Lions Financial helps Financial Institutions and Businesses, together with their tax and legal advisors, during the Due Diligence and Valuation period to make the optimal financial decisions for success. We have compiled a brief overview of What are the Methods for Valuing a Startup for Venture Capital Financing.
The issue with startup valuations is that they rely on guesswork and estimations, meaning that there is no single, universally accepted analytical methodology for investors. Instead, Venture Capitals will draw upon several venture capital valuation methods to understand the value of a startup.
The use of such valuation methods is dependent upon the stage of a business, and the corresponding data points available in the market and/or industry the startup operates in. The common methods are:
- Cost-to-Duplicate Method
- Scorecard Valuation Method
- Dave Berkus Valuation Method
- The Risk-Factor Summation Method
- Venture Capital Valuation Method
- Discounted Cash Flow method (DCF)
- Valuation by Multiples Method
This startup valuation method requires some heavy due diligence, as its main goal is to determine how much it would cost to start the same business from scratch. The cost-to-duplicate method is a very realistic approach that puts into question the competitive advantages of a startup. If the cost of duplicating the startup is extremely low, then its value will be next to nothing. In turn, if it is costly and complex to replicate the business model, then the value of the startup will increase as the difficulty increases.
The Scorecard valuation method compares the target startup company to other funded startups and modifies the average valuation. Such comparisons can only be made for companies at the same stage of development.
- Determine the average pre-money valuation for pre-revenue startups in the specific industry and location.
- Compare the target startup to the average pre-money valuation in step 1 and assign a value for each criterion.
Considering the following:
- Strength of the management team: founders’ experience and skill set, founders’ flexibility, and completeness of the management team.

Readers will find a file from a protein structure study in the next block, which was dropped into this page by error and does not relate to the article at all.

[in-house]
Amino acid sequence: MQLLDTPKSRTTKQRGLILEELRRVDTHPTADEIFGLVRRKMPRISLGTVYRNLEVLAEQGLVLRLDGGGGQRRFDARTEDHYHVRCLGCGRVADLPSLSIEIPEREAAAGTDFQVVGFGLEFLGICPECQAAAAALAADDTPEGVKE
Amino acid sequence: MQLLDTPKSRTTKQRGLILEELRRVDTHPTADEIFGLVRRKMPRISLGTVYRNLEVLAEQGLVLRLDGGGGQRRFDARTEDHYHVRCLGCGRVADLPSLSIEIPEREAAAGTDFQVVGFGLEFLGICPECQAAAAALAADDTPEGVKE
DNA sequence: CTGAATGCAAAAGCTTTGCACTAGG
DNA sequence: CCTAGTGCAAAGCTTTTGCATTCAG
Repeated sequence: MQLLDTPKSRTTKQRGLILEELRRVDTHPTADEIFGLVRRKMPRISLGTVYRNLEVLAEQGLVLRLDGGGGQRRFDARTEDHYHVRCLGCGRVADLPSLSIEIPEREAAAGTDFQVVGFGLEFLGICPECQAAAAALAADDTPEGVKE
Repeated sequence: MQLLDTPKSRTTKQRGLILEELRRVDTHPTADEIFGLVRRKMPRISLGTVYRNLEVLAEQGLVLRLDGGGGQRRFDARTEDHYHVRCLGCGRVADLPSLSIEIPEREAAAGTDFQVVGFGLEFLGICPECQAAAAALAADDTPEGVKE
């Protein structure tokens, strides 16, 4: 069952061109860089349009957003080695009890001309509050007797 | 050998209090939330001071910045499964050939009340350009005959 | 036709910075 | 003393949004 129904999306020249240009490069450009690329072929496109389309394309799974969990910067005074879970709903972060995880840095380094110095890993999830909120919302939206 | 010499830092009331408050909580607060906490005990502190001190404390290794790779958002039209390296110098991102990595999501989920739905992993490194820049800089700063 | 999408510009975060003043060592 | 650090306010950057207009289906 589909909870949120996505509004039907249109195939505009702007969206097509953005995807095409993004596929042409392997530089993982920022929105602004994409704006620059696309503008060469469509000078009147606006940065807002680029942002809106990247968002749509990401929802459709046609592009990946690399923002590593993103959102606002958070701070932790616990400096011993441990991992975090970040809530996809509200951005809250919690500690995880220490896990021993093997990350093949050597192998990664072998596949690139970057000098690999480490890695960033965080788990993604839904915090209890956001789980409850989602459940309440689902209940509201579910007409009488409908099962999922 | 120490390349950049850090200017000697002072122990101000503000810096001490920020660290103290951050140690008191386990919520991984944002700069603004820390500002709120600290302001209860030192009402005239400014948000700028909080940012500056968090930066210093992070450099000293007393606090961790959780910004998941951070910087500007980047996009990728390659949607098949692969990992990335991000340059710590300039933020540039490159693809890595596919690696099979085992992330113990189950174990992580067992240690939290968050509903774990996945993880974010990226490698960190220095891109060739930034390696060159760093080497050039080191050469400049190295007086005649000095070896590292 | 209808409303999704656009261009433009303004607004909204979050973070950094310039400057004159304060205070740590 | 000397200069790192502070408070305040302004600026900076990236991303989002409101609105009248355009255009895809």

- Size of the opportunity: market size for the company’s product or service, the timeline for increase (or generation) of revenues, and the strength of competition.
- Product or service: product/market definition and fit, the path to acceptance, and barriers to entry.
- The sales channel, stage of business, size of the investment round, need for financing, and quality of business plan and presentation.
Step 3: Calculate the percentage weights to get the total estimated value. You assign a percentage weight to each criterion based on companies’ consideration and multiply it by the value you had in step 2 to get a weighted value. Then you sum up the weighted values to get the total value estimation.
You start with a pre-money valuation of zero, then assess the quality of the target company considering the following characteristics, and add up the value to get a pre-money valuation. This method was created specifically for the earliest-stage investments to find a starting point without relying upon the founder’s financial forecasts.
- Sound Idea (basic value)
- Prototype (reduces technology risk)
- Quality Management Team (reduces execution risk)
- Strategic Relationships (reduces market risk)
- Product Rollout or Sales (reduces production risk)
This method combines aspects of the Scorecard Method and the Berkus Method to provide a more-detailed estimation focused on the risks involved with an investment.
Step 1: Like the Scorecard Valuation Method, you start with an average valuation for your company based on similar companies in the industry and region
Step 2: Address a list of risks associated with the startup and its industry. It takes the following risks into consideration:
- Stage of the business
- Funding/capital risk
- Manufacturing risk
- Technology risk
- Sales and marketing risk
- Competition risk
- Legislation/political risk
- Litigation risk
- International risk
- Reputation risk
Step 3: Instead of assigning percentage weights, we assign the following ratings to each risk factor and do an adjustment to the average pre-money valuation per each rating:
Each of these risk areas will be scored as follows: